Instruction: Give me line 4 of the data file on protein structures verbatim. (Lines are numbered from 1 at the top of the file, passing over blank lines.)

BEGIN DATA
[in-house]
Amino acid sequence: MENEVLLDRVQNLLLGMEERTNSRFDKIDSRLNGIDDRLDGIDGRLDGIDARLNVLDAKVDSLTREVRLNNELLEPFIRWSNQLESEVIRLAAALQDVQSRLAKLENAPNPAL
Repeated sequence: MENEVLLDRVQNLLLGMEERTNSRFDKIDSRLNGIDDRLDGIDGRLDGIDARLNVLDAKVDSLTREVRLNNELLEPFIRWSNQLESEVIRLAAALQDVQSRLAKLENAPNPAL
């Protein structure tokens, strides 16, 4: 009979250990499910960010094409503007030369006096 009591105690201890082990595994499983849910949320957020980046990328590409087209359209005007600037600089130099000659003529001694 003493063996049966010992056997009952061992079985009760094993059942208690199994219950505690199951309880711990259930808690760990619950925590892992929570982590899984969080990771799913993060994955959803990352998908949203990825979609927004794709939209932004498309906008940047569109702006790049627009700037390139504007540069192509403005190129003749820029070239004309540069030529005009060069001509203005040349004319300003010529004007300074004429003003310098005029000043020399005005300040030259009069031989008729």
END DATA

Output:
């Protein structure tokens, strides 16, 4: 009979250990499910960010094409503007030369006096 009591105690201890082990595994499983849910949320957020980046990328590409087209359209005007600037600089130099000659003529001694 003493063996049966010992056997009952061992079985009760094993059942208690199994219950505690199951309880711990259930808690760990619950925590892992929570982590899984969080990771799913993060994955959803990352998908949203990825979609927004794709939209932004498309906008940047569109702006790049627009700037390139504007540069192509403005190129003749820029070239004309540069030529005009060069001509203005040349004319300003010529004007300074004429003003310098005029000043020399005005300040030259009069031989008729």